Title: Re: 2019 fire cohort
Post by: MoneyStacher on December 06, 2017, 05:19:28 PM
Put me down for Jan 2019 when my current contracting gig ends. 50, Single, no kids, no lady. 450 taxable, 465 401(k), 140 Roth = 1,055,000. Sure, I could FIRE now, but I'm scared of the market highs and losing the firehose of cash -- aaaaand I'm work from home so this gig is just too good to quit. But, what if they offer me FT? Ugh, could end up OMYing. Still put me down but may chicken out.
Title: Re: 2019 fire cohort
Post by: Linea_Norway on December 07, 2017, 05:35:39 AM

Oh my god am I in Camp #2 . . . I dream all the time of having the time to do the things I love.  With that said, I do worry about two things with FIRE. I worry that I will struggle psychologically with not having money coming in -- with becoming a spender rather than a saver. <...>

DH thinks that we can retire when we have saved up enough for normal living with a bit of margin. One option if you want to travel and spend more money, is to work for it. There would be no problem putting some hours in a consulting gig to save for an expensive journey.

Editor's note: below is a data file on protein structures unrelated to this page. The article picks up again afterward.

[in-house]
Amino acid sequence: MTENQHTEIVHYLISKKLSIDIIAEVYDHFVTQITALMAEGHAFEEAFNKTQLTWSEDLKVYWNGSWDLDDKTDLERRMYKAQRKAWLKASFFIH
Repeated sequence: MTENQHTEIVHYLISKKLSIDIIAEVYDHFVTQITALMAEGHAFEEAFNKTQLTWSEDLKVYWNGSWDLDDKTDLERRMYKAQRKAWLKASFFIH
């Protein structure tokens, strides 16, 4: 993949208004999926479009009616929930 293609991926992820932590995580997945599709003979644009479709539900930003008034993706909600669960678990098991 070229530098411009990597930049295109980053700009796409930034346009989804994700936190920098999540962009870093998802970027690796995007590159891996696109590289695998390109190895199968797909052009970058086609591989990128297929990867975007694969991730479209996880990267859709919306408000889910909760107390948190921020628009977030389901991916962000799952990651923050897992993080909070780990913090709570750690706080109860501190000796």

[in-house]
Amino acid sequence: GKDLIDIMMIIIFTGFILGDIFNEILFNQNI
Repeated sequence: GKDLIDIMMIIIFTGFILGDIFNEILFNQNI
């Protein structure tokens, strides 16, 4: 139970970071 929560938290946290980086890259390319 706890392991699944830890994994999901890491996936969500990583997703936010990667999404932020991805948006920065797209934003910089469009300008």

I can also assure you that when my MIL retired at 50, she became very much a big saver. For many years I didn't understand it. Why would a fairly rich person behave like it is the greatest achievement to find a good bargain in a market place? But now I understand it very well.
Title: Re: 2019 fire cohort
Post by: PhilB on December 13, 2017, 10:20:00 AM
I just found an error in one of my spreadsheets :0(
With the way markets have been going lately, I have cut back on my pension contributions and I've been accumulating cash - the logic being that if the recent gains are 'real' then I've already stuffed enough in my pension, if they are illusory and a big crash is coming then I'll buy stocks when they crash.  I know this reeks of 'market timing', but I feel it's more of a permissible insurance policy in my case.